Is it time to make college free?

This year, two national groups have come up with plans to do just that. They both argue that it's not only feasible, but that it won't cost more than we already spend, as a nation, on higher education.

The idea of a free college education, which was featured this week in the online Hechinger Report, may seem like "la-la land," as one critic put it.

But the two plans dare to envision an alternative to the system we have now, which has weighed down a generation with over a trillion dollars in student debt.

One plan, sponsored by the Lumina Foundation, is called the "Free Two Year College Option." Published by two University of Wisconsin professors in April, it calls for providing every qualified student in the country with two years of schooling at a public college or university, free of charge.

The authors, Sara Goldrick-Rab and Nancy Kendall, argue that if we pool the billions of federal dollars spent on higher education (grants, loans, tax credits and so on), that would cover the cost "with no increase in federal spending."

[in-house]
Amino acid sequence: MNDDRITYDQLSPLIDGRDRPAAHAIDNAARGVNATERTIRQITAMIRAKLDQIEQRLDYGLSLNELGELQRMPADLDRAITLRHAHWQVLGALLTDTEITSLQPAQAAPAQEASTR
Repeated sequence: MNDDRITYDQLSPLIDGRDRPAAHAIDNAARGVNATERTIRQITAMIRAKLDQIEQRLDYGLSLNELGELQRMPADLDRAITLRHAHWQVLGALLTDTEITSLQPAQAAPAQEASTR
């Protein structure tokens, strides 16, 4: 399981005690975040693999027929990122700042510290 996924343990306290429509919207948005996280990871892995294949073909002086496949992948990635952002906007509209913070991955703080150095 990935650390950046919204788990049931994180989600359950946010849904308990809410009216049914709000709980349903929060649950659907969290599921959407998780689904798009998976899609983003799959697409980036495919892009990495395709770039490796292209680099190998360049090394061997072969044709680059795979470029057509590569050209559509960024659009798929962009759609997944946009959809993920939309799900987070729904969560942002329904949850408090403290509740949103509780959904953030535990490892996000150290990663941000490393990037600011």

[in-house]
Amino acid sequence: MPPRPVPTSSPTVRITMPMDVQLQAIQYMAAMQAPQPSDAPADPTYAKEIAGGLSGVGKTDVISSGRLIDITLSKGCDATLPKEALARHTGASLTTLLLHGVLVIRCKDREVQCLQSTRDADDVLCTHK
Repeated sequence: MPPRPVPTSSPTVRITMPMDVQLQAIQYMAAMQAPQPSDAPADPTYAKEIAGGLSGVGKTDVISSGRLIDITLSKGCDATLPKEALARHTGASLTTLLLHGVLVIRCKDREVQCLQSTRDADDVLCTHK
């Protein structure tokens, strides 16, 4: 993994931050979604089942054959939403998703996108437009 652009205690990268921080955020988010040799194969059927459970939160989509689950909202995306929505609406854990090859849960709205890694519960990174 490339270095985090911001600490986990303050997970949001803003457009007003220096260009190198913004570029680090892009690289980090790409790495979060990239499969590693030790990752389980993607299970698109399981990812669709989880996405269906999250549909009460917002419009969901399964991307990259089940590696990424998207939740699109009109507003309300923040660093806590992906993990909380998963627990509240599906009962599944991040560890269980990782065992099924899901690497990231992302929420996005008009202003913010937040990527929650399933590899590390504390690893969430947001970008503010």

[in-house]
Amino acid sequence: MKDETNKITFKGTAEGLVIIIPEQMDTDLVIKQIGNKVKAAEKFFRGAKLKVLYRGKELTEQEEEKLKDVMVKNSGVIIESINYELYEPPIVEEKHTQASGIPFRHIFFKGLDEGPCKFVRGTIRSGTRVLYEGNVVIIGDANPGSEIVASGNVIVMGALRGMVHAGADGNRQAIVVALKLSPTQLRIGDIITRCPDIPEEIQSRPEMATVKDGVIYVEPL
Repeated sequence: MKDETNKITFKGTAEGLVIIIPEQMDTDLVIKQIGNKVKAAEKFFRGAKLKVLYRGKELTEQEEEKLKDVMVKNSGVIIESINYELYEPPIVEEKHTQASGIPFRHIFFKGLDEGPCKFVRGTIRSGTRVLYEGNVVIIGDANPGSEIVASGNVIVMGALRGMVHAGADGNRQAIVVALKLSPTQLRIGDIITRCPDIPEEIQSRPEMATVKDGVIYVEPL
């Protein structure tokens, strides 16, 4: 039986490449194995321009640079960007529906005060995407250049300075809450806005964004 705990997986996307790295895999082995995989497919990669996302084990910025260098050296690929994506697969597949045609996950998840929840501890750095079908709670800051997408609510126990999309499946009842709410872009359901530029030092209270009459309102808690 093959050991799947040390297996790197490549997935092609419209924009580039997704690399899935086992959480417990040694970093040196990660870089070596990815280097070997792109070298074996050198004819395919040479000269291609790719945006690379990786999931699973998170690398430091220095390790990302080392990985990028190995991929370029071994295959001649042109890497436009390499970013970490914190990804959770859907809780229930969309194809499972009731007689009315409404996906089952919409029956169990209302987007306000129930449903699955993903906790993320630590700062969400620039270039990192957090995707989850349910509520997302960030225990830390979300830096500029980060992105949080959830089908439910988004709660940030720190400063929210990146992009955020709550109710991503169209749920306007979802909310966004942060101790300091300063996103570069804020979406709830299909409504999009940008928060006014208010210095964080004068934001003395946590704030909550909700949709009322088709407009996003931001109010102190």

State funds, meanwhile, would be "redirected" to cover books, supplies and living expenses, and students would commit to 15 hours a week of work-study.

The second plan, unveiled in June by a group called Redeeming America's Promise, would create an "American Promise Scholarship" to cover tuition for two- or four-year degrees for students from families earning up to $180,000 a year. It would cap two-year colleges at $2,500 tuition and four-year colleges at $8,500 a year.

Larry Pogemiller, Minnesota's higher education commissioner, is skeptical of both plans. The first, he notes, covers only two years of college, and subsidizes rich and poor alike. The second, with its scholarship, isn't enough to cover tuition rates in Minnesota. Both plans leave out private schools entirely.

"Theoretically, if someone was willing to raise enough taxes, yes, you could make college free for everybody," he said. But for now, it's an elusive goal.